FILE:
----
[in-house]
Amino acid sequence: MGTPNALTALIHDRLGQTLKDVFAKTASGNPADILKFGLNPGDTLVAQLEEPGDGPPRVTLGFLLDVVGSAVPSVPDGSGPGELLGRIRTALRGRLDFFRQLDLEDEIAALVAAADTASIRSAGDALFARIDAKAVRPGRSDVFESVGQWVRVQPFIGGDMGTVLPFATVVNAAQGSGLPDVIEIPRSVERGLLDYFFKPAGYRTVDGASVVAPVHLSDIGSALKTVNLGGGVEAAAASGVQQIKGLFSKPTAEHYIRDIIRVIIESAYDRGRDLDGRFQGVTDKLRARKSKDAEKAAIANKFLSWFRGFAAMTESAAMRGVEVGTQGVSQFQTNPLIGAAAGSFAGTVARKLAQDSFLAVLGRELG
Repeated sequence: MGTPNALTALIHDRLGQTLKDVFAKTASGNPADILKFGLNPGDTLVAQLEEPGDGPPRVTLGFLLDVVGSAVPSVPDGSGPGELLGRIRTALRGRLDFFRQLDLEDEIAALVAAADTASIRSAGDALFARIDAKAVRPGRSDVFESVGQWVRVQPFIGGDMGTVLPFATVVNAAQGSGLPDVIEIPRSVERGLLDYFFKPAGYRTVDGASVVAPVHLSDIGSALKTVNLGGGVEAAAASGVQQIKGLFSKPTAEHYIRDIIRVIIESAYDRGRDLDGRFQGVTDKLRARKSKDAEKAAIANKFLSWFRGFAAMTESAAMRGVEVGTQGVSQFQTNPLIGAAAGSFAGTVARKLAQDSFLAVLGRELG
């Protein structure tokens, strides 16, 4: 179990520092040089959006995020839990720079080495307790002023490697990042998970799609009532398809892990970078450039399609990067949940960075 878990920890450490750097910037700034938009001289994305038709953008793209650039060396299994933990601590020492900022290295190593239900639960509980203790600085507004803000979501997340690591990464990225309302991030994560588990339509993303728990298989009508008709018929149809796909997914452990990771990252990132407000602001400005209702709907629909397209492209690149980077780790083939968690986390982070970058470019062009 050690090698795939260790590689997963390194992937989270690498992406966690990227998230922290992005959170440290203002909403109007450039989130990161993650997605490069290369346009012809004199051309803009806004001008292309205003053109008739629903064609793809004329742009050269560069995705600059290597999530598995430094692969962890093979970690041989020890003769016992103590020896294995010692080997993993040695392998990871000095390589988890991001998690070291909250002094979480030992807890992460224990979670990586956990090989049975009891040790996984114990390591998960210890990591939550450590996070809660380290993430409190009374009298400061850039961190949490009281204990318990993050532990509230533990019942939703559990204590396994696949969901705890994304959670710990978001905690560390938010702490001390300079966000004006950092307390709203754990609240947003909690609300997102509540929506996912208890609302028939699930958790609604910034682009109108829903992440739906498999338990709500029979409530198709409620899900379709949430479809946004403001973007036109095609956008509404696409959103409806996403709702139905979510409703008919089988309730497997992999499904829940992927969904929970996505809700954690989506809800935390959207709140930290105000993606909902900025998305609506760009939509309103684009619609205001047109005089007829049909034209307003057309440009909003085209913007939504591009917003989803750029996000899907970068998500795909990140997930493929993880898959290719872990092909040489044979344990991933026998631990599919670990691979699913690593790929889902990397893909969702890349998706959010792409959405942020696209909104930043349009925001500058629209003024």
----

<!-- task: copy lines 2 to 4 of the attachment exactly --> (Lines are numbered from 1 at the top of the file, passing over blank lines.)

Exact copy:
Amino acid sequence: MGTPNALTALIHDRLGQTLKDVFAKTASGNPADILKFGLNPGDTLVAQLEEPGDGPPRVTLGFLLDVVGSAVPSVPDGSGPGELLGRIRTALRGRLDFFRQLDLEDEIAALVAAADTASIRSAGDALFARIDAKAVRPGRSDVFESVGQWVRVQPFIGGDMGTVLPFATVVNAAQGSGLPDVIEIPRSVERGLLDYFFKPAGYRTVDGASVVAPVHLSDIGSALKTVNLGGGVEAAAASGVQQIKGLFSKPTAEHYIRDIIRVIIESAYDRGRDLDGRFQGVTDKLRARKSKDAEKAAIANKFLSWFRGFAAMTESAAMRGVEVGTQGVSQFQTNPLIGAAAGSFAGTVARKLAQDSFLAVLGRELG
Repeated sequence: MGTPNALTALIHDRLGQTLKDVFAKTASGNPADILKFGLNPGDTLVAQLEEPGDGPPRVTLGFLLDVVGSAVPSVPDGSGPGELLGRIRTALRGRLDFFRQLDLEDEIAALVAAADTASIRSAGDALFARIDAKAVRPGRSDVFESVGQWVRVQPFIGGDMGTVLPFATVVNAAQGSGLPDVIEIPRSVERGLLDYFFKPAGYRTVDGASVVAPVHLSDIGSALKTVNLGGGVEAAAASGVQQIKGLFSKPTAEHYIRDIIRVIIESAYDRGRDLDGRFQGVTDKLRARKSKDAEKAAIANKFLSWFRGFAAMTESAAMRGVEVGTQGVSQFQTNPLIGAAAGSFAGTVARKLAQDSFLAVLGRELG
């Protein structure tokens, strides 16, 4: 179990520092040089959006995020839990720079080495307790002023490697990042998970799609009532398809892990970078450039399609990067949940960075 878990920890450490750097910037700034938009001289994305038709953008793209650039060396299994933990601590020492900022290295190593239900639960509980203790600085507004803000979501997340690591990464990225309302991030994560588990339509993303728990298989009508008709018929149809796909997914452990990771990252990132407000602001400005209702709907629909397209492209690149980077780790083939968690986390982070970058470019062009 050690090698795939260790590689997963390194992937989270690498992406966690990227998230922290992005959170440290203002909403109007450039989130990161993650997605490069290369346009012809004199051309803009806004001008292309205003053109008739629903064609793809004329742009050269560069995705600059290597999530598995430094692969962890093979970690041989020890003769016992103590020896294995010692080997993993040695392998990871000095390589988890991001998690070291909250002094979480030992807890992460224990979670990586956990090989049975009891040790996984114990390591998960210890990591939550450590996070809660380290993430409190009374009298400061850039961190949490009281204990318990993050532990509230533990019942939703559990204590396994696949969901705890994304959670710990978001905690560390938010702490001390300079966000004006950092307390709203754990609240947003909690609300997102509540929506996912208890609302028939699930958790609604910034682009109108829903992440739906498999338990709500029979409530198709409620899900379709949430479809946004403001973007036109095609956008509404696409959103409806996403709702139905979510409703008919089988309730497997992999499904829940992927969904929970996505809700954690989506809800935390959207709140930290105000993606909902900025998305609506760009939509309103684009619609205001047109005089007829049909034209307003057309440009909003085209913007939504591009917003989803750029996000899907970068998500795909990140997930493929993880898959290719872990092909040489044979344990991933026998631990599919670990691979699913690593790929889902990397893909969702890349998706959010792409959405942020696209909104930043349009925001500058629209003024």